Editor's Note: Steve Weinstein's article "Partying Like It's 1979: Gay Revelers Herald the Return of Spring—and Sex" (April 2) generated an unusual amount of mail. Some of the letters and a response by Weinstein follow.

I agree with Steve Weinstein, who, in his review of the Black Party, concludes with a quote from the book The Trouble With Normal by Michael Warner, that "when you strip away all sense of shame, you get the essence of human dignity." But I'm old enough to have watched half of my friends die of AIDS while our government did nothing. And since it's 2002, and not 1979, I'm not sure what "human dignity" has to do with OD'ing on drugs and fucking without condoms on the dancefloor at Roseland. Don't get me wrong. I like leather, sweaty sex, good dance music, and getting high as much as the next gay guy. But with the rate of new HIV infection among gay men on the rise, and government attention focused on anthrax, not AIDS, maybe a healthy dose of shame is in order for people whose "spiritual" rites include giving each other HIV. Things were bad enough in 1985 when we were dying and didn't know why. In 2002, I don't have much patience for guys who get infected and should've known better. Those gay men at the Black Party and elsewhere who value themselves and their brothers enough to protect each other from HIV infection form the real community based on the essence of human dignity. By romanticizing a culture in which unsafe sex and drug abuse are not only "chic" and acceptable but carefully planned out, Weinstein confuses "exuberance" with flat-out stupidity.

Andrew Miller

Steve Weinstein's article "Partying Like It's 1979" disgusts me. His generally uncritical portrayal of the self-destructive and dangerous activity by the partygoers reads like a confirmation of the very worst stereotypes of gay men (e.g., "According to a doctor who was volunteering at the party, there were 10 fallouts altogether—a remarkably low number for such a large all-night event—and this was the only person who needed serious medical attention").

Mr. Weinstein, other people will need serious medical attention, namely the participants who become infected with STDs or AIDS from their "spiritual" sexual activity. This letter comes from someone who is supportive of gay rights and generally on the left with regard to social issues. However, I do not absolve party participants of any responsibility for their dangerous behavior, and I don't think Mr. Weinstein should either.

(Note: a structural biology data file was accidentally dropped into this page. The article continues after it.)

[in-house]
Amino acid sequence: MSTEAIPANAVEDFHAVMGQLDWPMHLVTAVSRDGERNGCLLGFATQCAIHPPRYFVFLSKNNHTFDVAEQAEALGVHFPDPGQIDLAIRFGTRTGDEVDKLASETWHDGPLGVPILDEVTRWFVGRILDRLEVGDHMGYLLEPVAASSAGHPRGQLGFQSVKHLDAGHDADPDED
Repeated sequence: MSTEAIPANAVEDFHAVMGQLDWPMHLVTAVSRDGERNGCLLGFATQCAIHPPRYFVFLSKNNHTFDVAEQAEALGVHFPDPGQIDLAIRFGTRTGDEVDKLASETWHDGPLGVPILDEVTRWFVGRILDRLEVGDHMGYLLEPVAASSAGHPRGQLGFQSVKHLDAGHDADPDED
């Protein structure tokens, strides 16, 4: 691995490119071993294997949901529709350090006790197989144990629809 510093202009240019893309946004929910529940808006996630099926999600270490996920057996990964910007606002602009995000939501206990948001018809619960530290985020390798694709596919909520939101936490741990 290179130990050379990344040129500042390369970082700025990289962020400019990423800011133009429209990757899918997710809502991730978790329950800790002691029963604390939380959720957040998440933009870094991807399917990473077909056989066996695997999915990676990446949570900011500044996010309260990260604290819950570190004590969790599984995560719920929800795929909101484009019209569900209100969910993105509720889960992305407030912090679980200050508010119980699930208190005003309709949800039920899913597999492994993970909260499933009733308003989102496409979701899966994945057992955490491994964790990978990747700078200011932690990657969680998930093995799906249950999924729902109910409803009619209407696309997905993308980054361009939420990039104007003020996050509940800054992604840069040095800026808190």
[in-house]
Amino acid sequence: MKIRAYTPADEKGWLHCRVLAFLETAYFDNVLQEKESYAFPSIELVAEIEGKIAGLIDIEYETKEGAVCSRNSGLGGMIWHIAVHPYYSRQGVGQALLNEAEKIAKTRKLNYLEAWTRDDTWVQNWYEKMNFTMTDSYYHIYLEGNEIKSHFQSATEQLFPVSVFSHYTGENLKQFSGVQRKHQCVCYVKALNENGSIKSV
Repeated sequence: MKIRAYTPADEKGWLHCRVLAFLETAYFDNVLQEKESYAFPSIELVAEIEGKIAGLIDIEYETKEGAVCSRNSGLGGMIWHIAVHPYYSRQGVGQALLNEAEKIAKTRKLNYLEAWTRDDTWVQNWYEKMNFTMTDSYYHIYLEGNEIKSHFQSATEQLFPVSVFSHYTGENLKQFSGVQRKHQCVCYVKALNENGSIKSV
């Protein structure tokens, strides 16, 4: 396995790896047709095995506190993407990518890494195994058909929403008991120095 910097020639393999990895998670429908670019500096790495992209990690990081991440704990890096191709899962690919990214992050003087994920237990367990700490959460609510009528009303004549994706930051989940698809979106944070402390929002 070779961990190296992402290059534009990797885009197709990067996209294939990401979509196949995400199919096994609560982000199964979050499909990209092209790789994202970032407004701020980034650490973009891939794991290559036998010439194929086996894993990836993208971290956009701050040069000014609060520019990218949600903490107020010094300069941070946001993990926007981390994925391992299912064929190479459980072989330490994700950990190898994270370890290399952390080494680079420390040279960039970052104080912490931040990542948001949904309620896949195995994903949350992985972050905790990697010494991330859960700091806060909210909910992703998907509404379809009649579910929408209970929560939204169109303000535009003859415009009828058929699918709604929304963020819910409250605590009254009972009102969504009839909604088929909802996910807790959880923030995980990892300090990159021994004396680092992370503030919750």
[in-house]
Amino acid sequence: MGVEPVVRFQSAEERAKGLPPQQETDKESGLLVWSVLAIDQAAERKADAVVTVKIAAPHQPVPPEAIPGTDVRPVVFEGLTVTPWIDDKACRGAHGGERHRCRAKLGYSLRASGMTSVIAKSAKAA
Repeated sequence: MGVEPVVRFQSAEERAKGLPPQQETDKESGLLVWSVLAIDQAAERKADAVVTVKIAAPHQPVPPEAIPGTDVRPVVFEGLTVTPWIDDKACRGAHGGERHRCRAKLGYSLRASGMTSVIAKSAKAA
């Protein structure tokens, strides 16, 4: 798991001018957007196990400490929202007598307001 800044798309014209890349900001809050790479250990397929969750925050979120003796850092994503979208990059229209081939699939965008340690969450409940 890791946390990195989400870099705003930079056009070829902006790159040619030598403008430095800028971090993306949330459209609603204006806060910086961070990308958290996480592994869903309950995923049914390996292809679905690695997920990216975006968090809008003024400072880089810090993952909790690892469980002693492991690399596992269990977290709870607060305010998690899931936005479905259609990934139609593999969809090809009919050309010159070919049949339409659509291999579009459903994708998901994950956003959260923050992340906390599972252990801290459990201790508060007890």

Ben Seigel
Madison, Wisconsin

In "Partying Like It's 1979," Steve Weinstein writes: ". . . the word most people here use to summarize this ball is 'spiritual.' " Of course, Weinstein quotes just two men at the Black Party, who happened to support his view that it is a spiritual exercise as opposed to a form of glorious nihilism.

The Black Party is a business. Its operator, like [gay nightlife guide] HX and, apparently, the Voice, is going to pretend that the mix of unsafe sex and drugs is not driving the resurgent HIV epidemic among gay men in America because to warn gay men about this would spoil the party, wouldn't it? And spoiling the party is bad for the bottom line.

Duncan Osborne

In reference to Steve Weinstein's article on the "Black Party": Is there any particular reason the author has chosen to focus on the "spirituality" of an event that is, apparently, focused on flesh and blood? The author has confused energy with spirit, behavior with ritual, and drug use with freedom. The text of this article suggests that the "Black Party" allows one the freedom to celebrate a seasonal rite of sexual expression. The subtext argues that the "Black Party" allows one to use drugs to get the energy to have unsafe sex all night long.

I would like to ask the author if he suggested to even one reveler that he use a condom. I can only guess from the writing that, instead, he mingled, he was entertained, he probably had the sense not to have sex with anyone there, and that he lost his train of thought between the front door and the coat check. There is no evidence in the article, however, that the author was able to connect with any "spirituality."

Gary Dokter II